Bringing The World Home To You

© 2024 WUNC North Carolina Public Radio
120 Friday Center Dr
Chapel Hill, NC 27517
919.445.9150 | 800.962.9862
Play Live Radio
Next Up:
0:00 0:00
Available On Air Stations



From the outside, carnivals beckon with flashing lights and corn dogs and roller coasters. But our own Julia DeWitt comes to us with a story from the inside.


JULIA DEWITT, BYLINE: This is Rocky. Rocky grew up in Shiprock, N.M.

ROCKY: Yeah, hi. I'm Rocky. Rocky is a nickname that my grandfather gave me when my mom was giving birth to me. I gave her a fight, so - after Rocky Marciano.

DEWITT: Rocky had to fight early in his life. From the time he was 12, he was on his own. His dad was out of the picture, and his mom...

ROCKY: My mom died. And I was just, like, a dude by himself. No one was, like, buying me school supplies or taking me to movies.

DEWITT: Rocky bounced around between family members, but money started to get tight, so friend of his had a suggestion.

ROCKY: He was like, dude, you need to get some money for school clothes. And he said join a carnival, so I said, all right.


DEWITT: Rocky finally caught up with the carnival in Arizona, and he quickly got a job selling corn dogs on the bustling midway.

ROCKY: There was just something about it - the smell. They're making the popcorn, and the corn dogs, and the oil, and the beer and then the cigarettes towards the end. It just gets - it turns into, like, this big, old open party at the end of the night.

DEWITT: Rocky quickly made friends with some of the younger guys, and the older carnies watched out for them.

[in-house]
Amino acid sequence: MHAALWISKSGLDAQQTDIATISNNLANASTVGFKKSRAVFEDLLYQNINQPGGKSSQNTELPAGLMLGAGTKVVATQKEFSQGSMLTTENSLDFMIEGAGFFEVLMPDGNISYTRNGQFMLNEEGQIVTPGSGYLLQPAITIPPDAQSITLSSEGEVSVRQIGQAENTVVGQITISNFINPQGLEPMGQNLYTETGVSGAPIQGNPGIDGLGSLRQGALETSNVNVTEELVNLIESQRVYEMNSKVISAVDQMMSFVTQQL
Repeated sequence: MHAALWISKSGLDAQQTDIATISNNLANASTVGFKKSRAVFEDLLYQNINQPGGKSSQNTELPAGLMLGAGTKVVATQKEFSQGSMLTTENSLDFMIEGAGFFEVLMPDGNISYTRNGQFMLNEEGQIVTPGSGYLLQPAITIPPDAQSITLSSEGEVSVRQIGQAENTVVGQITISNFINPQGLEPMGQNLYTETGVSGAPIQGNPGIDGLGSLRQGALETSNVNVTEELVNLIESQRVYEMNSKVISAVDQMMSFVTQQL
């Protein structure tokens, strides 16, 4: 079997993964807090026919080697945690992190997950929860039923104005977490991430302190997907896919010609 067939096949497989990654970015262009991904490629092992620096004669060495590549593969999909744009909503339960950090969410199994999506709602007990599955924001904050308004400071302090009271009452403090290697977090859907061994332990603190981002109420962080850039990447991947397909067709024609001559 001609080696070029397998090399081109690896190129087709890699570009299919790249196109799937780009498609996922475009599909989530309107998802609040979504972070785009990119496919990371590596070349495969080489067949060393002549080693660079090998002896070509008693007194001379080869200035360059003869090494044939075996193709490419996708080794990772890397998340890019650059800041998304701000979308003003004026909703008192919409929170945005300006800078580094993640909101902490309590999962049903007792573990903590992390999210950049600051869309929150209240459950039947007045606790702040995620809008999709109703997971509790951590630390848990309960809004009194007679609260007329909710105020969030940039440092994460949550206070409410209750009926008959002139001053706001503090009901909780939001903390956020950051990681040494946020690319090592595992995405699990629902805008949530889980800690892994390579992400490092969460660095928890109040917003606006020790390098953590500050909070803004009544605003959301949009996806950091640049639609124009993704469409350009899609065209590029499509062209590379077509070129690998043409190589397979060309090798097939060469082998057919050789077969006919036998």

ROCKY: Losing my mom was, like, a big part of it. I felt kind of vulnerable. So I let these people into my life, and then they were cool. They took care of me. They were my family. And once you're in there, you're in.

DEWITT: Together, they traveled up and down the West, hawking carnival snacks and sleeping on overinflated inner tubes.

ROCKY: We would meet, like, traveling circuses, freak shows. We'd all get together and have, like, a big carnival, circus, everything. And then, like, we'd all just disperse and see each other next year.

DEWITT: Every carnival season for three years, Rocky left his small town in New Mexico and struck out again on the open road.

ROCKY: Free range, baby. We had a good thing going. All the years before that were great.

DEWITT: That year was the year that Rocky was 15. He and some friends were running a ride called the Himalaya, a sort of roller-coaster-meets-a-carousel. It doesn't look like much, but it goes really fast. One hot day in July, they rolled into Taos, N.M. They were tired, and they were looking forward to some time off.

ROCKY: And then the supervisor was like, nah, dude. You guys are going to have to get out there and, like, set it up. We're going to open tonight.

DEWITT: So the crew unloaded the Himalaya from its truck.

ROCKY: I just remember my friend - he's like, this is a bad moon. We shouldn't be working. It's a bad moon. He's saying that all night.

DEWITT: But they switched on the strobe lights and cranked up the Foghat anyway. The Himalaya was open. At midnight, three girls approached the ride, and they were buckled into car number 10.


ROCKY: Three Chicano girls wearing, like, black T-shirts with Old English on the back of their shirts - three girls just being themselves.

DEWITT: Once their lap bar was secured, the ride was off. The Himalaya started slowly, sped up and slowed again.


FOGHAT: (Singing) Slow ride, take it easy.

ROCKY: They put their arms up. We told them they can't do that. They did it again. And we're like, if you do it one more time, we're going to kick you off the ride.


DEWITT: Rocky and the Himalaya crew repeatedly yelled their warnings to the girls over the blaring music.